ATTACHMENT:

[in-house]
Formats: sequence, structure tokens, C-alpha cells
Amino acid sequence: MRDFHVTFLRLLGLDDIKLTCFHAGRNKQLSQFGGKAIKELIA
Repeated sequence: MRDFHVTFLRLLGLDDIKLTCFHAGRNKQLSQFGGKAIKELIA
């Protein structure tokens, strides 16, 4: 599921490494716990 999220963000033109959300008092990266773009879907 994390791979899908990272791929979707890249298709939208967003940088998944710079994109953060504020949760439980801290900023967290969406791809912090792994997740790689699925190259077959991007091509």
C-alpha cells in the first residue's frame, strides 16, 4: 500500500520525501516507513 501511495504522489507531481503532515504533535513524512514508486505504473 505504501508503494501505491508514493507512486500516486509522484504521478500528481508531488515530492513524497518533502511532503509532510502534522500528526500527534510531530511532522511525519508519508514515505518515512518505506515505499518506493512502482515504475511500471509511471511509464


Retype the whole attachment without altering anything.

[in-house]
Formats: sequence, structure tokens, C-alpha cells
Amino acid sequence: MRDFHVTFLRLLGLDDIKLTCFHAGRNKQLSQFGGKAIKELIA
Repeated sequence: MRDFHVTFLRLLGLDDIKLTCFHAGRNKQLSQFGGKAIKELIA
């Protein structure tokens, strides 16, 4: 599921490494716990 999220963000033109959300008092990266773009879907 994390791979899908990272791929979707890249298709939208967003940088998944710079994109953060504020949760439980801290900023967290969406791809912090792994997740790689699925190259077959991007091509």
C-alpha cells in the first residue's frame, strides 16, 4: 500500500520525501516507513 501511495504522489507531481503532515504533535513524512514508486505504473 505504501508503494501505491508514493507512486500516486509522484504521478500528481508531488515530492513524497518533502511532503509532510502534522500528526500527534510531530511532522511525519508519508514515505518515512518505506515505499518506493512502482515504475511500471509511471511509464